press release
Published: 17 January 2024

Help people monitor their own air quality to save lives, say pollution experts

Empowering the public to monitor pollution in their communities could lead to cleaner air, say researchers from the University of Surrey.

During a five-month study, scientists from Surrey’s Global Centre for Clean Air Research (GCARE) worked with volunteers from Zero Carbon Guildford to create a new way of monitoring air quality in real-time. The data made the public more aware of pollution levels. The team hopes similar projects can empower communities to improve their air.

 The team installed ten low-cost sensors in the Zero Carbon Guildford building, a large public space in the town centre. The public had asked for live air pollution data, which researchers presented using a newly designed system. Emojis represented the levels of pollution, from “good” to “very high”. 

Researchers found that large gatherings led to more dust in the air and more CO2, thanks to more people breathing it out. At peak times, high air pollution in the street outside led to a rise in smaller particles inside the building, too.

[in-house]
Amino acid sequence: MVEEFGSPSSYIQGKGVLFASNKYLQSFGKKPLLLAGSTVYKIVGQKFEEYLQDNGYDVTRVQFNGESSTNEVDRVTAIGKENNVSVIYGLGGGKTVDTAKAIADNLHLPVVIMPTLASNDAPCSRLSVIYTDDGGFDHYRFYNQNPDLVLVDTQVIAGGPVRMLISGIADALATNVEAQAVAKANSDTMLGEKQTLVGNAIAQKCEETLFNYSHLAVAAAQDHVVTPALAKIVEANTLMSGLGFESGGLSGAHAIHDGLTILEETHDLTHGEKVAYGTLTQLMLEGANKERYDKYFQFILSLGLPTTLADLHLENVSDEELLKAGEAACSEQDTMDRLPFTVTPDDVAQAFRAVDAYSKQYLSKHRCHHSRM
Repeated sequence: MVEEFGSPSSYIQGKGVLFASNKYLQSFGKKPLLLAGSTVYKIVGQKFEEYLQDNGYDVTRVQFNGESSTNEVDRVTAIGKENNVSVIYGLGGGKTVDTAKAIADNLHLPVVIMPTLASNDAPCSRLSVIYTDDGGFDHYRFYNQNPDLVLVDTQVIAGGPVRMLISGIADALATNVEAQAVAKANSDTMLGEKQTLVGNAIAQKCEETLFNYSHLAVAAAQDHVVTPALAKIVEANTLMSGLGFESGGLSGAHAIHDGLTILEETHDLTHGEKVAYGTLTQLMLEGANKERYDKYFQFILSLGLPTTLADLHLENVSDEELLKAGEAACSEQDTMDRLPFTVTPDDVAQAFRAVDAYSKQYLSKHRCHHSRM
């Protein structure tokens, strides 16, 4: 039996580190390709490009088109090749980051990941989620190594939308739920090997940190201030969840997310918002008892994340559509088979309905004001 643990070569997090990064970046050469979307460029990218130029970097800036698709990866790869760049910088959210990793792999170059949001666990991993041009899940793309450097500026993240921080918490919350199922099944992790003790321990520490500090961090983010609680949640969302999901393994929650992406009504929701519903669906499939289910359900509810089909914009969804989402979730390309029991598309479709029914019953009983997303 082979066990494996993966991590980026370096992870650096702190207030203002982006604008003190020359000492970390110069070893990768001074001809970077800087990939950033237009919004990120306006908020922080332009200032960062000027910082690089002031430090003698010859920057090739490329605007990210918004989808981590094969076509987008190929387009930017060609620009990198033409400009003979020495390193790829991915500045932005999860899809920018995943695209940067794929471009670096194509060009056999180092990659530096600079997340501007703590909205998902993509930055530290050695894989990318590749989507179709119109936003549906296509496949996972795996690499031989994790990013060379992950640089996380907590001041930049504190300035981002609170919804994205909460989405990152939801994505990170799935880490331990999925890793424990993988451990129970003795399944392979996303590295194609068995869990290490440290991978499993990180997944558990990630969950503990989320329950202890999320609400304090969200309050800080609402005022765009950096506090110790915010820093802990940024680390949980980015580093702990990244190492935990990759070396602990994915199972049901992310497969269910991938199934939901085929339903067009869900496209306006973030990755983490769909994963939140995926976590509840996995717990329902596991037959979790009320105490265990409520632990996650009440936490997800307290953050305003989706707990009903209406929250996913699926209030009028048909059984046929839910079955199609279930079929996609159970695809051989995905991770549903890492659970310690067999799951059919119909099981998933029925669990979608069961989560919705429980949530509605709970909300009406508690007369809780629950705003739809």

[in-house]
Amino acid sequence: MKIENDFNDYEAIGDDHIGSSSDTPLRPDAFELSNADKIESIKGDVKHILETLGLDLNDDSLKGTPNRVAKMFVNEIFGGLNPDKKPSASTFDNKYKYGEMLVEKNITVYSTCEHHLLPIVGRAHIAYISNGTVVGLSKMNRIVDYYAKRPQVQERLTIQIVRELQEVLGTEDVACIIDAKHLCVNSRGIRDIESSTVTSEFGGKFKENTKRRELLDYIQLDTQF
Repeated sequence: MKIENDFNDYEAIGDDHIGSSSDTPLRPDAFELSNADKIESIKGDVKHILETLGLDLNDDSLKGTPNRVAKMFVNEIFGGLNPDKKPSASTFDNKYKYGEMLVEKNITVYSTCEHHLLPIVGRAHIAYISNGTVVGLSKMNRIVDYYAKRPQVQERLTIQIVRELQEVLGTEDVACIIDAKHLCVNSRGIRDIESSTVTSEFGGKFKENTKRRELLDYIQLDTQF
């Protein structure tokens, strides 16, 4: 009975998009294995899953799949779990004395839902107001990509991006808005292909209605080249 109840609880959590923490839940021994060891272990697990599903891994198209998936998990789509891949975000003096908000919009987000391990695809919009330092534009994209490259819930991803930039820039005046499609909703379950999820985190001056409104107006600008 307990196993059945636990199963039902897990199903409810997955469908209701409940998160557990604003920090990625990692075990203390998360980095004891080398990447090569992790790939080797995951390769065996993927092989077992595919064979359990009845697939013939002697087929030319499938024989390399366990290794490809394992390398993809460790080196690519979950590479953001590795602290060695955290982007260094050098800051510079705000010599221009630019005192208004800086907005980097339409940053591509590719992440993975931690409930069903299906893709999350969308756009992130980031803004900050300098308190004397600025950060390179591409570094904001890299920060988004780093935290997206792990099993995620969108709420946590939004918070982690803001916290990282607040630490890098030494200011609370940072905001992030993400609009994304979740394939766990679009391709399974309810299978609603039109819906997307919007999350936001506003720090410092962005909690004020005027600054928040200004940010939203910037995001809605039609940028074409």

Members of the public then got tips on how to improve air quality through an interactive quiz.

Polluted air causes around 7 million premature deaths a year. This collaborative work is a leading example of how to help local communities understand the situation where they live and work. This empowers them to solve their own air quality challenges.

Our approach does not cost much, but could transform public health for millions.
Ben McCallan, former chair of Zero Carbon Guildford and co-author of the study.
Ben McCallan

The study demonstrates Surrey’s contribution to UN Sustainability Goal 11 – Sustainable Cities and Communities.

The research is published in the journal Sustainable Horizons.

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